YOU KILLED WESLEY PAYNE

Tough, suit-sporting, no-nonsense high-school sleuth Dalton Rev stalks the killer who masterminded the murder of popular in-guy Wesley Payne. Hired by Wesley’s über-hot sister Macy, Dalton treads a dangerous path, where high-school cliques war like gangs and corruption is pervasive. Dalton’s hilarious, hard-boiled Chandler-esque one-liners cut the intimidating come-ons of thuggish football players, snooty band snobs and jaded cops to the quick, though they also often require flips to the novel’s glossary. They add to Beaudoin’s ambitious, sharply scoped gumshoe universe, the complexity of which often overwhelms the plot and may leave many readers scratching their heads and leafing back to previous chapters to uncover who-did-what-when—though it’s so adeptly constructed one might legitimately wonder if that’s the point. Multiple characters simultaneously add intrigue and befuddlement, and the 30-plus pages of climax will have willing readers chuckling in amusement and less patient ones enraged. That said, this dark, cynical romp is full of clever references and red herrings, which will delight the adult noir fan and pique the curiosities of the observant outcast teen who’s looking for a way to infiltrate the in-crowd. (Mystery. 12 & up) 

Pub Date: Feb. 1, 2011

ISBN: 978-0-316-07742-2

Page Count: 368

Publisher: Little, Brown

Review Posted Online: Dec. 22, 2010

Kirkus Reviews Issue: Dec. 15, 2010

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Busy, busy, busy…with portents of doom.

CHAIN OF GOLD

From the Last Hours series , Vol. 1

Clare’s (Ghosts of the Shadow Market, 2019, etc.) latest is set in the Shadowhunter world in the 20th century’s first decade (with frequent flashbacks to the previous one).

Teenage offspring of the Herondales, Carstairs, Fairchilds, and other angel-descended Nephilim continue their families’ demon-fighting ways amid a round of elegant London balls, soirees, salons, picnics, and romantic intrigues. James Herondale, 17-year-old son of Will and Tessa, finds himself and his “perfectly lethal dimple” hung up between two stunning new arrivals: Cordelia Carstairs, red-haired Persian/British wielder of a fabled magic sword, and Grace Blackthorn, an emotionally damaged but (literally, as the author unsubtly telegraphs) spellbinding friend from childhood. Meanwhile, a sudden outbreak of demonic attacks that leave more and more Shadowhunters felled by a mysterious slow poison plunges James and a cohort of allies into frantic searches for both a cause and an antidote. Ichor-splashed encounters with ravening boojums and even one of hell’s own princes ensue—all leading to final hints of a devastating scheme to destroy the Nephilim in which James himself is slated to play a central role. Characters have a range of skin tones, but ethnic diversity adds no texture to the portrayals; there is a lesbian cousin who wears traditionally male clothing and two young gay men (one tortured, the other less so).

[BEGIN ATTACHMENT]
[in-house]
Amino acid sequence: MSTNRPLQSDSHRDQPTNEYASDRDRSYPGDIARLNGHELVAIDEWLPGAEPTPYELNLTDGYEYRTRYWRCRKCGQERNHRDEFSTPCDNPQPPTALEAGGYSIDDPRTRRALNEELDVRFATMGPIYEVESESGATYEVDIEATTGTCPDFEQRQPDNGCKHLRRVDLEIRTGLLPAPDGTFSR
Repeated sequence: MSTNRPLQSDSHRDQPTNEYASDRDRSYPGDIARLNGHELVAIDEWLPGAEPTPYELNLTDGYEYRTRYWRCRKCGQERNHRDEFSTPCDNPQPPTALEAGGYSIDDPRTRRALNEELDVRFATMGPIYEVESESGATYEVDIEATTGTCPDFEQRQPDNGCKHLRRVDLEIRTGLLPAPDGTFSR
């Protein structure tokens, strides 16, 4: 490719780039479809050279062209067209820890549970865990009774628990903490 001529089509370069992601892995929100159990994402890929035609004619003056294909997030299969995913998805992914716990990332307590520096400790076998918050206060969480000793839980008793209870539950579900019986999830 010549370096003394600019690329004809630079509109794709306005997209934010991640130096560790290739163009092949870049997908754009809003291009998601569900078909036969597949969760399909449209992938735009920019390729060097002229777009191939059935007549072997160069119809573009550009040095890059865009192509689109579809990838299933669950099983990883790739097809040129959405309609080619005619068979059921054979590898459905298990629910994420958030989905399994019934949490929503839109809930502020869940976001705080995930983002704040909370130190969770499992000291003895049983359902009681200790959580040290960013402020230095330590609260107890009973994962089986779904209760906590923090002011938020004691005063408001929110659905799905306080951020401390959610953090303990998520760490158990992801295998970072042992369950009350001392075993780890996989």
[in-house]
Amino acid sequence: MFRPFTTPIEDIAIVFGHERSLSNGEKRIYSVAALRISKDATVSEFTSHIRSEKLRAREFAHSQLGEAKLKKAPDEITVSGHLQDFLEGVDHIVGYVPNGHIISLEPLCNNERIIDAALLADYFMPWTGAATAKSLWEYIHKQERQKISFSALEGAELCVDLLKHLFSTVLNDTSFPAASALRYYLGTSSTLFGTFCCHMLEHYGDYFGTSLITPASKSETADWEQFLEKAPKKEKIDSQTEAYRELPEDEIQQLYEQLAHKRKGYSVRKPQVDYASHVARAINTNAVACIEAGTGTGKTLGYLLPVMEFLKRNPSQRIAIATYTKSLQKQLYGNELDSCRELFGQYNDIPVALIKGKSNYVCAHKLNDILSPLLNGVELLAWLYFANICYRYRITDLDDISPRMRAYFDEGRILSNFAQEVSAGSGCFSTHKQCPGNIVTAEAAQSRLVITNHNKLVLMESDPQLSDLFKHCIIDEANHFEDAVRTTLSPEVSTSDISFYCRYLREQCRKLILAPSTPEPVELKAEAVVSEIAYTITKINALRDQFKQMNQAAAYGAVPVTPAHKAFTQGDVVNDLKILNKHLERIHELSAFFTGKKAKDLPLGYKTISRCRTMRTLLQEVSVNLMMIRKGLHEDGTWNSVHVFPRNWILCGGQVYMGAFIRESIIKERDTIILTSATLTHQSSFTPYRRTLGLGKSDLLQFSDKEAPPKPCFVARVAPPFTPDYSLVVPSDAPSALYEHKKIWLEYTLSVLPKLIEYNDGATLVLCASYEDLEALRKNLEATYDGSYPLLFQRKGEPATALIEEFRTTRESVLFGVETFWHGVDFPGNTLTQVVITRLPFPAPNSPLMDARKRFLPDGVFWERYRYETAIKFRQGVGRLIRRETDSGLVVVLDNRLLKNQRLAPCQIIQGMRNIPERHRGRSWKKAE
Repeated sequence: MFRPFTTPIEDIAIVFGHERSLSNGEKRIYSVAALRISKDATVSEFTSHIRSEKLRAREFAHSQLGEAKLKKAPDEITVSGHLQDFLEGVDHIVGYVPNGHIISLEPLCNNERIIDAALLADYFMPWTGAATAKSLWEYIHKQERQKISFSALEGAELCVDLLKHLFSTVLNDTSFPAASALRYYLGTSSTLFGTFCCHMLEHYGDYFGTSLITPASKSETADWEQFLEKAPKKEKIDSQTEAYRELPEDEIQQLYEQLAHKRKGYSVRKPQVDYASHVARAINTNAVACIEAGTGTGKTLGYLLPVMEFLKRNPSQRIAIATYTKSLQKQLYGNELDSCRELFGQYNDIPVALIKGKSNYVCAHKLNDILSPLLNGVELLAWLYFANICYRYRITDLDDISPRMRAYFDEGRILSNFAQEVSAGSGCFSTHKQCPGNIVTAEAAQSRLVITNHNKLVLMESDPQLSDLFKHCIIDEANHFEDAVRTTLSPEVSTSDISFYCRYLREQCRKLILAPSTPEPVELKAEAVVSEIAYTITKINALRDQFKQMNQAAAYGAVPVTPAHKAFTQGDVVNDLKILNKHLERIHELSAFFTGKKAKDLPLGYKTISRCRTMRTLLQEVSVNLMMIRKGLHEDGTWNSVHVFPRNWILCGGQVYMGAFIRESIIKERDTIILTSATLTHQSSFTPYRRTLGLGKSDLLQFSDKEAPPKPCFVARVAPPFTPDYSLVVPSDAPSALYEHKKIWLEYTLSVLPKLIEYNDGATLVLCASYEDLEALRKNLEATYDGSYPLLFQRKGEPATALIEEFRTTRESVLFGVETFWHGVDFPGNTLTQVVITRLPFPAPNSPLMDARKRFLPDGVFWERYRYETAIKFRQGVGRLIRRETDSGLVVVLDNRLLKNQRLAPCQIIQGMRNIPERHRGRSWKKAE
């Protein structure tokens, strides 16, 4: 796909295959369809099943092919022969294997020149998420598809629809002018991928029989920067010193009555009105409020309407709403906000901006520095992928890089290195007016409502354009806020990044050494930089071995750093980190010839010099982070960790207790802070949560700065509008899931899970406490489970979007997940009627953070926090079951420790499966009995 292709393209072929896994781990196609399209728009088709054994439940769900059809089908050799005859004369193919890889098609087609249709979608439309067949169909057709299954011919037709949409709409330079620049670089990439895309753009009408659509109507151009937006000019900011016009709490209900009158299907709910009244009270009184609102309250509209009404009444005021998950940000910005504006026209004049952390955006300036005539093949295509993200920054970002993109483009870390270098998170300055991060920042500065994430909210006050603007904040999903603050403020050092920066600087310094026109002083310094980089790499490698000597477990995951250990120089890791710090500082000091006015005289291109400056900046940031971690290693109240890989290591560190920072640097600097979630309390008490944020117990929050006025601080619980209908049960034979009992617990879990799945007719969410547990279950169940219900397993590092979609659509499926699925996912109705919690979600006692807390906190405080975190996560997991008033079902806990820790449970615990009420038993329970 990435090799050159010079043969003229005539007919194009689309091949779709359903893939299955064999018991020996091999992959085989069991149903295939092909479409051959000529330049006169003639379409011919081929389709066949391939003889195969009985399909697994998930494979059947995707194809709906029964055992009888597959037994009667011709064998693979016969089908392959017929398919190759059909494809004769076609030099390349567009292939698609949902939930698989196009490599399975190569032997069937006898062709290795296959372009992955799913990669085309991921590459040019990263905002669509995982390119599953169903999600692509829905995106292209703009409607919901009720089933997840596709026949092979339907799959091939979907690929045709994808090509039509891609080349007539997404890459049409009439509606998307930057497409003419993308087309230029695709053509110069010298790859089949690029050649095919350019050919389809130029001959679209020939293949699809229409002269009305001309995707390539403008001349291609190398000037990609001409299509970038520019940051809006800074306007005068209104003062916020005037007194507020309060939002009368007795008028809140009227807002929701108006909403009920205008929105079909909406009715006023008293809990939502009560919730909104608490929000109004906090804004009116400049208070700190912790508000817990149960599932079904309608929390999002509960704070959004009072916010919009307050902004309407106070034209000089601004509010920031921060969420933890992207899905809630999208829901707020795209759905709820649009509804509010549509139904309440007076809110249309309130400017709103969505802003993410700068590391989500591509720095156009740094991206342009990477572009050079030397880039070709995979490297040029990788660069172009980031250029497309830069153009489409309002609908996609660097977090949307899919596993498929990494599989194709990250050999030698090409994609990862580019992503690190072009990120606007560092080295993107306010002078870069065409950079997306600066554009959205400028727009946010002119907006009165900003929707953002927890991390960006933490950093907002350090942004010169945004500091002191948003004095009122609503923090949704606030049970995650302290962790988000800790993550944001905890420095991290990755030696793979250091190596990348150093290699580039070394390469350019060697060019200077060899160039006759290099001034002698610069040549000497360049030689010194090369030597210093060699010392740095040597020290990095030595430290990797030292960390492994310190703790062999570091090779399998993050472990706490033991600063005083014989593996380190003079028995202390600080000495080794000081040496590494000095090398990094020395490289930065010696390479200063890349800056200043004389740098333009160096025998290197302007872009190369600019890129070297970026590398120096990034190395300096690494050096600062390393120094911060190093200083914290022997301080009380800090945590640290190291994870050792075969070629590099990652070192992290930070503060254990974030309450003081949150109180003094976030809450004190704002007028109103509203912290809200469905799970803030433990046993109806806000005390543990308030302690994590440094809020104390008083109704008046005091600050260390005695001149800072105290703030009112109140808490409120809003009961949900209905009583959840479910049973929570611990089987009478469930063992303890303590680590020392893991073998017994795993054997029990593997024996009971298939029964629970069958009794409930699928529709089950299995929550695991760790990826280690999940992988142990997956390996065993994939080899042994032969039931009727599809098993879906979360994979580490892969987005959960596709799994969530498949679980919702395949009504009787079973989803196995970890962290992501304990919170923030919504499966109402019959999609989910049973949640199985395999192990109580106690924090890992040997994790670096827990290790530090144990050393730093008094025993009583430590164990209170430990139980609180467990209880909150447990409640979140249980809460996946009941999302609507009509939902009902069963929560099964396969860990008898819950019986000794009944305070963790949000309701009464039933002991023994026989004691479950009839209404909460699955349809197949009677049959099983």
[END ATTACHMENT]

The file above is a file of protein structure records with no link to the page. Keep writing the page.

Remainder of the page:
Busy, busy, busy…with portents of doom. (Fantasy. 14-18)

Pub Date: March 3, 2020

ISBN: 978-1-4814-3187-3

Page Count: 624

Publisher: McElderry

Review Posted Online: Jan. 23, 2020

Kirkus Reviews Issue: Feb. 15, 2020

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A lackluster take on a well-worn trope.

THE TWIN

After a family tragedy, 16-year-old Ivy Mason hopes to reconnect with her aloof identical twin sister, Iris—but Iris has other plans.

When Ivy’s parents divorced 10 years ago, Ivy stayed with her father while Iris went to live with their mother. When their mother dies after falling off a bridge while jogging, Iris comes to live with Ivy and their father. Narrator Ivy is reeling (she even goes to therapy), but Iris seems strangely detached, only coming to life when Ivy introduces her to her best friends, Haley and Sophie, and her quarterback boyfriend, Ty. However, Ivy isn’t thrilled when Iris wants to change her class schedule to match hers, and it’s not long before Iris befriends Ivy’s besties and even makes plans with them that don’t include Ivy. Iris even joins the swim team where Ivy is a star swimmer. As Iris’ strange behavior escalates, Ivy starts to suspect that their mother’s death might not have been an accident. Is Iris up to no good, or is Ivy just paranoid? In the end, readers may not care. There are few surprises to be found in a narrative populated by paper-thin characters stuck fast in a derivative plot. Even a jarring final twist can’t save this one. Most characters seem to be white, but there is some diversity in secondary characters.

A lackluster take on a well-worn trope. (Thriller. 13-18)

Pub Date: March 3, 2020

ISBN: 978-0-593-12496-3

Page Count: 384

Publisher: Delacorte

Review Posted Online: Jan. 23, 2020

Kirkus Reviews Issue: Feb. 15, 2020

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